- 1 tsp honey/sugar
Rest of the ingredients
- 3 tbsp sugar(I used granulated raw sugar)
- 1 tbsp butter
- 2 tbsp coconut oil
- 1½ tsp salt
- ¼-½ cup flour to be used in kneading(I needed ⅓ cup/42g)
- butter as needed for brushing and greasing
- In the bowl of a stand mixer, proof the yeast with honey and all of the water. Once it bubbles up, add the 3 cups of flour, all at once and knead on low speed for about 5-7 minutes, till everything is combined. The dough will be very loose and shaggy at this point.
- Cover it and let rest for ½ an hour. The dough should have increased in volume. If not let it rest for some more time.
- Next add all the rest of the ingredients with the exception of the flour and start kneading at medium speed . Keep adding the flour by tbsps as you knead, till you get a soft and supple dough, that is tacky. It should clean the sides as it kneads, though still sticks to the bottom. This will take 7-10 minutes.
- After kneading, transfer the dough to a mildly oiled counter top and knead the dough for about 2 minutes. Shape the dough into a log shape by pulling the dough and pushing it underneath to smoothen out the top. Pinch the seam and transfer to a greased bread pan.
- Let rise in a warm place, for atleast an hour, or till it springs back half way when poked.
- Bake in a preheated oven at 180°C for 40 minutes in the middle rack. This time I used my pullman bread pan 10½" x 4½" x 4", and it was perfect for this sandwich bread, exactly the size of the family loaf we get in Qatar.
- Cool down completely on a wire rack, before slicing.
- These measurements will yield a single loaf of family sized sandwich bread, just right for four people. Double the recipe to make two loaves or half the recipe to make a small loaf if you intend to try out before making large batches.
- Whatever the measures, just see that after the first knead your dough is really sticky. You can add more water if needed. And after the second rise, it should be tacky, add as much flour as needed.
- The water for proofing the yeast should be warm to the extent that you can stick your fingers in, generally 110°F /43°C.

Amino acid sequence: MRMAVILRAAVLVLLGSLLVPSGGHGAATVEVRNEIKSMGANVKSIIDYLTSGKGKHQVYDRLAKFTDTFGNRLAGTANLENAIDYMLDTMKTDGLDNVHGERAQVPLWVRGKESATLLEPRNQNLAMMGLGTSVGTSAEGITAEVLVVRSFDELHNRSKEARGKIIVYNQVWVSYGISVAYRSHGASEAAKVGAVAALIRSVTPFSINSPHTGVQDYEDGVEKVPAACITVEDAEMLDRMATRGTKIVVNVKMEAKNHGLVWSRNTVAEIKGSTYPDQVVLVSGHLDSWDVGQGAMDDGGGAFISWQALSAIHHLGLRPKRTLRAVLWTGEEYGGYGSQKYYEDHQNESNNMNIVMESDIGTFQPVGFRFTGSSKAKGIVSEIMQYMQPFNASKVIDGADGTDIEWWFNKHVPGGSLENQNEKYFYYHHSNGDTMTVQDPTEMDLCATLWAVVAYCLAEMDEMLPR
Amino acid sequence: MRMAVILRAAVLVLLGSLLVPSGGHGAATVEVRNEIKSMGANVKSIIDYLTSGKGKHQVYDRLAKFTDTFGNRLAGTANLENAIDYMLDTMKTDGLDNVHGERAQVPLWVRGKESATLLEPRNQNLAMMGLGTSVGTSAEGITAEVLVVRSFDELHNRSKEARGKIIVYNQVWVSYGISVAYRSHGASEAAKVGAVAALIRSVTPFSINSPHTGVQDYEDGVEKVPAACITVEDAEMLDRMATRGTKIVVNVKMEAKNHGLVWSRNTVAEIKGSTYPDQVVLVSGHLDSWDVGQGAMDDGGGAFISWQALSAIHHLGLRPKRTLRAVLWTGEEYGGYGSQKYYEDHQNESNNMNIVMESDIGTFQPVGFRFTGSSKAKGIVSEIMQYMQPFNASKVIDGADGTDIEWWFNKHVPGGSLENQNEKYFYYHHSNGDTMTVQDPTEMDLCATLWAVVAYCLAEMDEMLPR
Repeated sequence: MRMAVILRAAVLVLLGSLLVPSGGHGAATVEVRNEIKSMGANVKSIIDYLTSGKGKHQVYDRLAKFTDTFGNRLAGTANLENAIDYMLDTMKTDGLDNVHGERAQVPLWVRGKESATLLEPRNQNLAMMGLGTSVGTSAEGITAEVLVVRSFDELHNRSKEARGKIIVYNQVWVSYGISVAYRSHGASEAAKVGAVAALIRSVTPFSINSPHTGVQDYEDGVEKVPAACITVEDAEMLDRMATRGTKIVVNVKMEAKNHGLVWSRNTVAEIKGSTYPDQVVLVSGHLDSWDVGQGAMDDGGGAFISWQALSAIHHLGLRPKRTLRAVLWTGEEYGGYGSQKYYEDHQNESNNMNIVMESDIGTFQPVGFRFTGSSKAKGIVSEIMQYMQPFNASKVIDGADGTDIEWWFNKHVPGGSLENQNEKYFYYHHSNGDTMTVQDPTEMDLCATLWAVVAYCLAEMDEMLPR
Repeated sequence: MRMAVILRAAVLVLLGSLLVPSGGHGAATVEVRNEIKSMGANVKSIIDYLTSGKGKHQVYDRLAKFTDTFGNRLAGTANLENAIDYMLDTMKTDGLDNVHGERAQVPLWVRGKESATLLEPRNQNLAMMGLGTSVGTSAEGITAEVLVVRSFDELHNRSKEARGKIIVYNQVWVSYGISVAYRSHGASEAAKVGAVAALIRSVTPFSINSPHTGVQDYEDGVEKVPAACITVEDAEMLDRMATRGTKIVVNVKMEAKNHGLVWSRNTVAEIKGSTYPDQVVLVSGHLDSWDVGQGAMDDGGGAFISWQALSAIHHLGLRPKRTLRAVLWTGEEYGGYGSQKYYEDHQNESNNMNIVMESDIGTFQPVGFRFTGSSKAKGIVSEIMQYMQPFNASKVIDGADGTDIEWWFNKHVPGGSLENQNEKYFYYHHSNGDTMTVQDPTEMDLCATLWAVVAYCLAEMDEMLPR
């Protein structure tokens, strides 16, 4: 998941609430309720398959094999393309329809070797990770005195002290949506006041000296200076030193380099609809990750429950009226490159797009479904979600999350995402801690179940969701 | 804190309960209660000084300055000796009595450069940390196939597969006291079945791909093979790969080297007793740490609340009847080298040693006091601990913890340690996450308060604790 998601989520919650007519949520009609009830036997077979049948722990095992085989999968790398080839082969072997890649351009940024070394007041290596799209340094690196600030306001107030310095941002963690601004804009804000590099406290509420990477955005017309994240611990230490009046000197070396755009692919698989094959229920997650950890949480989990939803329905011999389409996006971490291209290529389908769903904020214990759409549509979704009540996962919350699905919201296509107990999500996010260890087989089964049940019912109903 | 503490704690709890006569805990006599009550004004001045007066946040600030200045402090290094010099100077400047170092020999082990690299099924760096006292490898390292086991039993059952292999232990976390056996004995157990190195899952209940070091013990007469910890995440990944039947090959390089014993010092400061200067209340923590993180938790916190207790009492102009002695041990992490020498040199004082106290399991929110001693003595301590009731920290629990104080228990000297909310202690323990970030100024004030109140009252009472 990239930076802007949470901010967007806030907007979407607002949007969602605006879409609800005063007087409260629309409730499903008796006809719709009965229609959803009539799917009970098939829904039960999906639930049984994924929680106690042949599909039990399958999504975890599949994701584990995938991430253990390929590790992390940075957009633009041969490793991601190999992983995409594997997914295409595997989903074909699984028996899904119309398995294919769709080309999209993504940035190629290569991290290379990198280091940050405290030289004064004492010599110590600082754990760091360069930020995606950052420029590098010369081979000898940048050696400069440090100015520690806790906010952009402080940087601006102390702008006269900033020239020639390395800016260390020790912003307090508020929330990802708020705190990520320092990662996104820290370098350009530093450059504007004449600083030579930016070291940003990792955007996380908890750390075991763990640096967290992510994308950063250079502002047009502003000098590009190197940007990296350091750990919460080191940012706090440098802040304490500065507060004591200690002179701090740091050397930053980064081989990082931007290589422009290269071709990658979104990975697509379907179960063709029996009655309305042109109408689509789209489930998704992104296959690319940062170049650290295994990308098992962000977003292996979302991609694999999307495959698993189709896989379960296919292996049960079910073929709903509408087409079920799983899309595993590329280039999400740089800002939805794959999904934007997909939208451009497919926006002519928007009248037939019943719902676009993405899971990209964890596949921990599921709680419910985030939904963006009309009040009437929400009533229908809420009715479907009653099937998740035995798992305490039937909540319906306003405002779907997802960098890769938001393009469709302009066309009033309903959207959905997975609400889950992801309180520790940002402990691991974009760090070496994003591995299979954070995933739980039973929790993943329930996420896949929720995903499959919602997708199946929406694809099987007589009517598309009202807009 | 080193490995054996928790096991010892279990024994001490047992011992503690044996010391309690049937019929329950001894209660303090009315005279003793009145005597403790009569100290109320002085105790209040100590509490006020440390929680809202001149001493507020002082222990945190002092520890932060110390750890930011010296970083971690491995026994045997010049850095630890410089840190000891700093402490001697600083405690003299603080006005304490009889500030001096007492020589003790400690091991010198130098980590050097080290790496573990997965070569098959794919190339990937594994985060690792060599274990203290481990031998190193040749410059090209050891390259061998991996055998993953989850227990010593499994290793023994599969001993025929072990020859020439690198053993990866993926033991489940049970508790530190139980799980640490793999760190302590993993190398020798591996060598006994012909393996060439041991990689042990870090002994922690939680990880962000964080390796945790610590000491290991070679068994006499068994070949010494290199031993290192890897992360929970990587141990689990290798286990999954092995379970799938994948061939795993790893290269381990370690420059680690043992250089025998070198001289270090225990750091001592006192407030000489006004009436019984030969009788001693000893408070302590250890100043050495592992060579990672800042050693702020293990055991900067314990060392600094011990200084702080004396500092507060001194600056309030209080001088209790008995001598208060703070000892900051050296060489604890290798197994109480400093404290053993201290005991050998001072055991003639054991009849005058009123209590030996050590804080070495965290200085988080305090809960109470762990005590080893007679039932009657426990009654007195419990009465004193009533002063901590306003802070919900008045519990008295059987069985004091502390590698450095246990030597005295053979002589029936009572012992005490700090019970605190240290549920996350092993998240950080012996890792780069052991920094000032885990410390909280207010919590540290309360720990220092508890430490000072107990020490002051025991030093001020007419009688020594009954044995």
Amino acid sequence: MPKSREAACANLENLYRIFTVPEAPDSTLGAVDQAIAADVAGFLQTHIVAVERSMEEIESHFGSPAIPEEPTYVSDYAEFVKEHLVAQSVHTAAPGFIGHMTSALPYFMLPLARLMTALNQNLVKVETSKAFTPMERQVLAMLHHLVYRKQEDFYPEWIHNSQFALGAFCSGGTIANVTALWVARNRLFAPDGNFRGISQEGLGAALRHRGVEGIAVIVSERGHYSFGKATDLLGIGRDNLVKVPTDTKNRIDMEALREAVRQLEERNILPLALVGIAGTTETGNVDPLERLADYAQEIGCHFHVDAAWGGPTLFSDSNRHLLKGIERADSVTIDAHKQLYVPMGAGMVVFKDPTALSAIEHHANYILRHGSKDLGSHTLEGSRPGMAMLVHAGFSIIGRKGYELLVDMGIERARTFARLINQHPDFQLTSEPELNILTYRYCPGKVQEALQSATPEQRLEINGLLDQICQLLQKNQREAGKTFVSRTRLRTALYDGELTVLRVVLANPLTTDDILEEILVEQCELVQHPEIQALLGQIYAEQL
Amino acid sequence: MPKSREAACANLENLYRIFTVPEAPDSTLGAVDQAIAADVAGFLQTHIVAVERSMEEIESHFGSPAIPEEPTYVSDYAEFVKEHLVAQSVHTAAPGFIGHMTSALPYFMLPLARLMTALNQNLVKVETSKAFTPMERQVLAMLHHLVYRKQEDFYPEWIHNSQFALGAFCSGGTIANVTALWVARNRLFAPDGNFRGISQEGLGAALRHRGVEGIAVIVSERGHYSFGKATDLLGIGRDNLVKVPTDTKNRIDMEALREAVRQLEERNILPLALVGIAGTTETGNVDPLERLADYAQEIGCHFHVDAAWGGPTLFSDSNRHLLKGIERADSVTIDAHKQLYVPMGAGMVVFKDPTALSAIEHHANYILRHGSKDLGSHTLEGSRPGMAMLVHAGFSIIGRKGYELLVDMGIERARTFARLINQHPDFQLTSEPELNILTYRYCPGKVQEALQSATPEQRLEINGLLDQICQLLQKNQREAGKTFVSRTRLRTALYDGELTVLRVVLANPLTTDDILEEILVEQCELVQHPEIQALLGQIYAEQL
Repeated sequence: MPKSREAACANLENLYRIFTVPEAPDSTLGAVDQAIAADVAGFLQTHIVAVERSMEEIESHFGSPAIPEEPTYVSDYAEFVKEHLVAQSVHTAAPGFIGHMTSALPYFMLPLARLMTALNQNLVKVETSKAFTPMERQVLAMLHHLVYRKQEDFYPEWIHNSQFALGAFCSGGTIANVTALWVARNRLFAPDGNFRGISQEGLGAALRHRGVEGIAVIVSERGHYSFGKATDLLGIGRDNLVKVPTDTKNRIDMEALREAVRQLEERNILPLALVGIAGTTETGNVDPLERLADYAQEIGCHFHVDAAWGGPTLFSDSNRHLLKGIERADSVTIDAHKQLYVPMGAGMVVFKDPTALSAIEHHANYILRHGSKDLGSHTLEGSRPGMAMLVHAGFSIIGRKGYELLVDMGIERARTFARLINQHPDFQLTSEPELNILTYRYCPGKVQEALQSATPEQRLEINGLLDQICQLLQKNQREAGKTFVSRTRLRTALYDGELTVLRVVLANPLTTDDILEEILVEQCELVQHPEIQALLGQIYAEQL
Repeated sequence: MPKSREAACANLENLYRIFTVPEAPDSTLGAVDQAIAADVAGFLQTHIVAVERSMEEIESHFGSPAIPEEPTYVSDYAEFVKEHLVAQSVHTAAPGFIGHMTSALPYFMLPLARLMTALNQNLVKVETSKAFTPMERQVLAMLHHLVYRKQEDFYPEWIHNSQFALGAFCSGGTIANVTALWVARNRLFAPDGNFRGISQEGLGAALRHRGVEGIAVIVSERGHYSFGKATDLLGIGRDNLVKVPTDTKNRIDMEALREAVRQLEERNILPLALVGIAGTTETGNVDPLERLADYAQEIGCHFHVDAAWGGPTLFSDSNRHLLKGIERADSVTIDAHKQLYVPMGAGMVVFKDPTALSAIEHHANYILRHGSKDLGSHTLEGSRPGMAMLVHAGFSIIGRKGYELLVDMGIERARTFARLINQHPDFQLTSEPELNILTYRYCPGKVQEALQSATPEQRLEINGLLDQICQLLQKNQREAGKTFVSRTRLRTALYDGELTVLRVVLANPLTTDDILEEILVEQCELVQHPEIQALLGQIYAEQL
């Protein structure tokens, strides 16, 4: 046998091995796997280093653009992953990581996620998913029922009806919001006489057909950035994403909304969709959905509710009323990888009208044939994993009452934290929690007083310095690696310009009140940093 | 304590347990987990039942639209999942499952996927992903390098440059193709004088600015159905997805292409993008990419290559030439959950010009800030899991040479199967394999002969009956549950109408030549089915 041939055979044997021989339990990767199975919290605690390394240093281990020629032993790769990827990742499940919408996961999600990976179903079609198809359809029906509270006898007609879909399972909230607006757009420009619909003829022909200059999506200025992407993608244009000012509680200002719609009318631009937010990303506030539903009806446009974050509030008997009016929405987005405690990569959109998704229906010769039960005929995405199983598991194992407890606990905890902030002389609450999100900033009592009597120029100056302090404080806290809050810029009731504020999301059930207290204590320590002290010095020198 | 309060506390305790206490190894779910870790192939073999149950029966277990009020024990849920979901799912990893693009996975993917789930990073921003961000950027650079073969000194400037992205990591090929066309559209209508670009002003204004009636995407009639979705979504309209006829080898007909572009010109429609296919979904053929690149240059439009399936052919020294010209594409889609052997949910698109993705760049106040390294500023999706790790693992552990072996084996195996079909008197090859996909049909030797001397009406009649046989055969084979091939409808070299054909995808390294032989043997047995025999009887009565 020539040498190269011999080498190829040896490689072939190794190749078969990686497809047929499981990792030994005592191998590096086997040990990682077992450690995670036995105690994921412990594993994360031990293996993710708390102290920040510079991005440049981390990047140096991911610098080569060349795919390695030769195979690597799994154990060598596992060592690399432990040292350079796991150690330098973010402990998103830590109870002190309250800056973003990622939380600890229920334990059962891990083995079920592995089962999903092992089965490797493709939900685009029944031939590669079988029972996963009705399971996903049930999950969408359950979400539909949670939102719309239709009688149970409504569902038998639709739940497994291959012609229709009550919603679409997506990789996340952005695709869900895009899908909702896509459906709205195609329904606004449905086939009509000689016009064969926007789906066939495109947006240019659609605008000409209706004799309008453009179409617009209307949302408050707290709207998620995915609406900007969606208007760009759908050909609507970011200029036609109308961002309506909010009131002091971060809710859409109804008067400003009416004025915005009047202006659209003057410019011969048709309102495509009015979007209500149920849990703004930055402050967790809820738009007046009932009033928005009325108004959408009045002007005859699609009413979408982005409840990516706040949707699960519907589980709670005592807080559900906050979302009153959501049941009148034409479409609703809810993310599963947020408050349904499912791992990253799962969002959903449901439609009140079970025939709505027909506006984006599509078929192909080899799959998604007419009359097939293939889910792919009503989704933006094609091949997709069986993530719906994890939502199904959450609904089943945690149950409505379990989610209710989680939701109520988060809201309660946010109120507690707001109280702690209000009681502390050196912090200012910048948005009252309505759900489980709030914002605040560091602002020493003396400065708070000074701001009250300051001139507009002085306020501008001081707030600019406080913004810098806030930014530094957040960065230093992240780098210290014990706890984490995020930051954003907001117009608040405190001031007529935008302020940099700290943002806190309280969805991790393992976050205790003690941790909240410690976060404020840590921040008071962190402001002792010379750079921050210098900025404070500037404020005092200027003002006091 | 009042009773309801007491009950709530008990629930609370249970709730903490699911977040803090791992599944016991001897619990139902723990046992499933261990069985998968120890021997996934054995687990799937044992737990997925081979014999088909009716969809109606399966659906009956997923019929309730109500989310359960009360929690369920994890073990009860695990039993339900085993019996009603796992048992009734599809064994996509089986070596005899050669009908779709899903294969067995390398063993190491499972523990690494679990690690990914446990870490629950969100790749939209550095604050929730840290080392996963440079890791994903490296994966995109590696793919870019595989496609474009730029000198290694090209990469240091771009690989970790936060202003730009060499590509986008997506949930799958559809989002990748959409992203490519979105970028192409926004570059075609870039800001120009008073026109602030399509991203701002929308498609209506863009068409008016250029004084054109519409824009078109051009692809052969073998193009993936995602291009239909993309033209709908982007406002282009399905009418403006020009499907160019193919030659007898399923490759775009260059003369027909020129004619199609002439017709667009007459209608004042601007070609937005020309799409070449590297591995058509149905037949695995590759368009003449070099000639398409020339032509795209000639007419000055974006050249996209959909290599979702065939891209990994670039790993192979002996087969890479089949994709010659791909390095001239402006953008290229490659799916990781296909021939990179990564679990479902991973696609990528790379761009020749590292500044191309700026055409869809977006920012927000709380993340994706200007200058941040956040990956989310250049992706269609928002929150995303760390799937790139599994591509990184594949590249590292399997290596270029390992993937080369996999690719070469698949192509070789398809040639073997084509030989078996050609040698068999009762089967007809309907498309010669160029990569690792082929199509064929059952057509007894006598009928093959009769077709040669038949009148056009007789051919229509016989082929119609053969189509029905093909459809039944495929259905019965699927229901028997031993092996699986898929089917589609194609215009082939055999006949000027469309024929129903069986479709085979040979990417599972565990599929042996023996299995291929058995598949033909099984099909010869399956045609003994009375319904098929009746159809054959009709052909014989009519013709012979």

- You can reduce the amount of sugar, if you feel its too much or if you are looking for a salt bread. But if you are looking for even a mild sweetness, this much is needed.
- You can also replace the sugar with honey or other sweeteners of your choice.
- In the 3tbsp of shortening, I have added 2tbsp coconut oil and 1tbsp butter. You can replace it totally with butter, or with any oil of your choice.
- I make it a point to knead well by hand before shaping, which re-distributes all the gases. Else I end up with unevenly formed large holes in my bread.
- Greasing your hands with butter or oil, while shaping the loaf gives a smooth finish.
- It did not strike me to brush the tops and sides of the bread with butter soon after baking. I did that the third time when I baked and I could see a great difference in the color of the crust.
- There is no need to cover the bread while cooling on the wire rack, but I prefer to put a dry cloth over it, to avoid drying out.
- The bread continues to cook even after its out of the oven, so wait till it cools down to room temperature.
- Head over to my baking basics page for troubleshooting, if any.
Hope your bread baking venture turns out to be successful as it was for me. I will be happy to help you if you have any queries.
You may be interested in my other bakes